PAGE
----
Environmental campaigns and the public ‘zeitgeist’
I recently blogged about the importance of tapping into a certain public spirit or desire for change at a given point of time, to run a winnable campaign. This ‘zeitgeist’ was critical in explaining the success of the UK and Scottish campaigns to introduce climate change legislation, and I think this is further illustrated by the success of UK Uncut. Who’d have thought an anarchic group of left-wing, former climate activists would convince George Osborne to clamp down on tax avoidance? Well, by tapping into the public’s concerns of the time, using some ingenious protest tactics, and offering a positive solution, they’ve succeeded (albeit not to the extent everyone would have liked).
We’ve recently seen criticism of the environmental movement from a former FoE England, Wales and Northern Ireland Director, Charles Secrett. I have some issues with what he is saying – I think the timing is strange given FoE EWNI’s recent campaigning successes and Greenpeace’s actions against Cairn Energy. From his letter, I’m also not quite sure what his point is? Having said this, I do think there are issues with how the environmental movement campaigns.
It seems clear to me that environmental campaigns are best when they involve political change or policy analysis alongside grassroots activism and communications to the media and general public. To do this they need to resonate with the general public. When environmental campaigners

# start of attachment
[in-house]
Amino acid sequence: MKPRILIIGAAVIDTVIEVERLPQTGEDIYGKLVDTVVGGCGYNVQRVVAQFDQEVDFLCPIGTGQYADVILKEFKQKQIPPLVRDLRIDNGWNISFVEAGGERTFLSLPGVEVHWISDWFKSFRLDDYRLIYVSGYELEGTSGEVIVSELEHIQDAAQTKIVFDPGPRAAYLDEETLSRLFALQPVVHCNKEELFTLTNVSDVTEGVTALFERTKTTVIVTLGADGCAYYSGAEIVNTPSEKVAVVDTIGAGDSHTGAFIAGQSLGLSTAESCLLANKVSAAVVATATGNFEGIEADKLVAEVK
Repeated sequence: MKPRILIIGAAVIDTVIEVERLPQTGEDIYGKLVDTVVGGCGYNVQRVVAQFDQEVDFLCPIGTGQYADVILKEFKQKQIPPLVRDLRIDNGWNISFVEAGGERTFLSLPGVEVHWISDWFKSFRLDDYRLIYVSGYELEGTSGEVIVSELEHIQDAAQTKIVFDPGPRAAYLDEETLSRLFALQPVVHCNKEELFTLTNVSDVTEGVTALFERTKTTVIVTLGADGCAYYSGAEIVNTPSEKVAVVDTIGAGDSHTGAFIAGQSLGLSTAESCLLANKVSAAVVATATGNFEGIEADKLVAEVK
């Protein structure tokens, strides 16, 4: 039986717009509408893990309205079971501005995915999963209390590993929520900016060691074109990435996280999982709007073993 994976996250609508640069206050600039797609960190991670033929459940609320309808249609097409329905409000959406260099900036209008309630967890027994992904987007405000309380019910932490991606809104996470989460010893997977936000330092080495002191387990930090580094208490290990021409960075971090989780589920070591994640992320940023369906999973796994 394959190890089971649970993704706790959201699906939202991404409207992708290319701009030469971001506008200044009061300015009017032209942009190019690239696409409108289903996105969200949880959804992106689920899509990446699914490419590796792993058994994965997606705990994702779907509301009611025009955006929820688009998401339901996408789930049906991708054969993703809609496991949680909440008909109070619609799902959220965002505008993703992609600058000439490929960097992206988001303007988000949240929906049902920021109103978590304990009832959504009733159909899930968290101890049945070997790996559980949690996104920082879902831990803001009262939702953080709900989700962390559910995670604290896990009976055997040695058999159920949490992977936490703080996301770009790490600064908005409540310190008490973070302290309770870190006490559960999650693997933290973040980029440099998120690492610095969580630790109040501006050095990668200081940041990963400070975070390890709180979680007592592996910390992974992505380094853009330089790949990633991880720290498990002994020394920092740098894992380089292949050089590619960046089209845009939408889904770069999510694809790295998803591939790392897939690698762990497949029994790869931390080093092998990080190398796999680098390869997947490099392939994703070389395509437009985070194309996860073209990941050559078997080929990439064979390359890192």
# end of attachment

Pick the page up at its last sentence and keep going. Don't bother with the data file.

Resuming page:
get too bogged down in detailed policy campaigns which don’t do this – they lose two of the tools in their box – communications and activism.
At risk of offending more people let me give an example. Friends of the Earth Scotland, World Development Movement, People and Planet, Platform and some other groups – not to mention Climate Camp – have been campaigning to clean up RBS. RBS was bailed out by taxpayer money, is 84% Government owned, and despite the Government having the opportunity to redirect its lending practices, continues to invest hundreds of billions every year in dirty fossil fuel development including the tar sands.
Yet, many of the larger environmental NGOs, many south of the border, took the decision for pragmatic reasons to focus their energy on ensuring the Governments proposed ‘Green Investment Bank’ (GIB) was as strong as it could be. As far as I can see this hasn’t paid off – the Bank will have £3 billion in funds annually from 2013 (still dwarfing RBS annual investments) and won’t actually be a proper bank with powers to borrow until 2015/16. Even then these borrowing powers are contingent on Government having met its own deficit targets – something that is still very much open to debate, given current economic policy.
Anyway, I digress. The point is that campaigns are best when they tie policy, communications and activism together. A UK-wide campaign around Cleaning up RBS could have. The GIB didn’t.
Oh, and I say this as a policy and parliamentary officer – perhaps I’m trying to do myself out of a job?
ps – Sorry UK Uncutters, I generalise and paraphrase for added emphasis – no offence intended.